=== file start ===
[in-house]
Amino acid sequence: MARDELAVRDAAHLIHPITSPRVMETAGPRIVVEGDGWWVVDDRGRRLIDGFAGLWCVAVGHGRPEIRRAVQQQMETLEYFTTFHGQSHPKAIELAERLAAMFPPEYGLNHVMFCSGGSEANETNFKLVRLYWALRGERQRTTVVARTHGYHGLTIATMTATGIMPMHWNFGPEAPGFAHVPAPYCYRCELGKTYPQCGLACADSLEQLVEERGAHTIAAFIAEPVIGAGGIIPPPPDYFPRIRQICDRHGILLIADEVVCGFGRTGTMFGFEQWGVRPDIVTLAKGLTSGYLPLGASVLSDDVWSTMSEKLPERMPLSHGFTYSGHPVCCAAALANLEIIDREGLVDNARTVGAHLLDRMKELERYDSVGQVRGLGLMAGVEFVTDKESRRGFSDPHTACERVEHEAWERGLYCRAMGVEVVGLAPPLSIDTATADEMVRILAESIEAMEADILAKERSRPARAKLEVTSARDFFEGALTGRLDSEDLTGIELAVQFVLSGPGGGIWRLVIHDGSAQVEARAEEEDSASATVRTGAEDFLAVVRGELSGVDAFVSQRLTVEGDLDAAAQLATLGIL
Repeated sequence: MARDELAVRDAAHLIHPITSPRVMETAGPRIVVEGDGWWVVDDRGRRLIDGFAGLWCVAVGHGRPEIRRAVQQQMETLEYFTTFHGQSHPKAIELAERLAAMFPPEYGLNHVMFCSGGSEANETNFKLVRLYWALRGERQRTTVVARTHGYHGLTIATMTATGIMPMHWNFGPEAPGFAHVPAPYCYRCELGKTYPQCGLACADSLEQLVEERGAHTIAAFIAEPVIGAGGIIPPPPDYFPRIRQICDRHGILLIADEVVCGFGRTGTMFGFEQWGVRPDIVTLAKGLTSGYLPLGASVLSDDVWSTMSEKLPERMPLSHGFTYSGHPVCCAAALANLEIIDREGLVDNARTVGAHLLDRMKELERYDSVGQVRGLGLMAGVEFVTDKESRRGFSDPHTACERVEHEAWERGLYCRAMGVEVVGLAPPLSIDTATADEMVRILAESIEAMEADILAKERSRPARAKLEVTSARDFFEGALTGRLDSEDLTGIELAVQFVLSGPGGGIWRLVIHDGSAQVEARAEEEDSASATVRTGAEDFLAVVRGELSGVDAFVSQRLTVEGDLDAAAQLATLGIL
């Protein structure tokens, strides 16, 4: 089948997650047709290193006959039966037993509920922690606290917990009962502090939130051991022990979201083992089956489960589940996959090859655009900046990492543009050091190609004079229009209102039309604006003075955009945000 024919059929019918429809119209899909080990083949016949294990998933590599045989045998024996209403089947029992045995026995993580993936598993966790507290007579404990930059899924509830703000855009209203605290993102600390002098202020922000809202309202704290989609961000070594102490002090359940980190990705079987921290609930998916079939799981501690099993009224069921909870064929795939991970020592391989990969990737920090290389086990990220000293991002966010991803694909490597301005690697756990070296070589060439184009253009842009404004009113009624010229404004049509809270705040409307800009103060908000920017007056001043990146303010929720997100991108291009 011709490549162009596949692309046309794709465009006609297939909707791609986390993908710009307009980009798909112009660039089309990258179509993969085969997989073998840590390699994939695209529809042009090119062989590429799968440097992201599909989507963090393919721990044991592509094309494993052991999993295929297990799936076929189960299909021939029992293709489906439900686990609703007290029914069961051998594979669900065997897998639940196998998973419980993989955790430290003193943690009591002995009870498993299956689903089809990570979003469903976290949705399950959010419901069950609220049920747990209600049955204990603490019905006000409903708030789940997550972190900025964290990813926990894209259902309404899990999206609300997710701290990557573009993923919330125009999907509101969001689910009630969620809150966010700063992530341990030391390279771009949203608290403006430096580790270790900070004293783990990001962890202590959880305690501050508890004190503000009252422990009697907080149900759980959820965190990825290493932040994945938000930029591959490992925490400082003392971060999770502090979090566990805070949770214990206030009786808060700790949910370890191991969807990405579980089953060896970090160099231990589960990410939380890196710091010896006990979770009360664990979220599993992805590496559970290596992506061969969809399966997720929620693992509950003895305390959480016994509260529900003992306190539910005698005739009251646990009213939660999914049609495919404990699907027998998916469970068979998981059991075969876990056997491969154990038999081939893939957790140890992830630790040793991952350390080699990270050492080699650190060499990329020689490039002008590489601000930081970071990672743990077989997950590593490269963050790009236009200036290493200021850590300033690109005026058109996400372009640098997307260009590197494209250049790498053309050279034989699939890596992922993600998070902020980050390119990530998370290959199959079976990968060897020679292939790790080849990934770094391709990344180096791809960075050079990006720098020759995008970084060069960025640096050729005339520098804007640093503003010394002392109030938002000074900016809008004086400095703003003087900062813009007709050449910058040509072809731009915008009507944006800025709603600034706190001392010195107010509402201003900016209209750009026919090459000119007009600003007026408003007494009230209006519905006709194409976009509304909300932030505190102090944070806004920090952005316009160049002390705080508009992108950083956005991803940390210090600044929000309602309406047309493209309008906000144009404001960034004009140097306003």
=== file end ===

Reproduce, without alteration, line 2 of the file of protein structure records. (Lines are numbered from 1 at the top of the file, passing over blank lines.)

Amino acid sequence: MARDELAVRDAAHLIHPITSPRVMETAGPRIVVEGDGWWVVDDRGRRLIDGFAGLWCVAVGHGRPEIRRAVQQQMETLEYFTTFHGQSHPKAIELAERLAAMFPPEYGLNHVMFCSGGSEANETNFKLVRLYWALRGERQRTTVVARTHGYHGLTIATMTATGIMPMHWNFGPEAPGFAHVPAPYCYRCELGKTYPQCGLACADSLEQLVEERGAHTIAAFIAEPVIGAGGIIPPPPDYFPRIRQICDRHGILLIADEVVCGFGRTGTMFGFEQWGVRPDIVTLAKGLTSGYLPLGASVLSDDVWSTMSEKLPERMPLSHGFTYSGHPVCCAAALANLEIIDREGLVDNARTVGAHLLDRMKELERYDSVGQVRGLGLMAGVEFVTDKESRRGFSDPHTACERVEHEAWERGLYCRAMGVEVVGLAPPLSIDTATADEMVRILAESIEAMEADILAKERSRPARAKLEVTSARDFFEGALTGRLDSEDLTGIELAVQFVLSGPGGGIWRLVIHDGSAQVEARAEEEDSASATVRTGAEDFLAVVRGELSGVDAFVSQRLTVEGDLDAAAQLATLGIL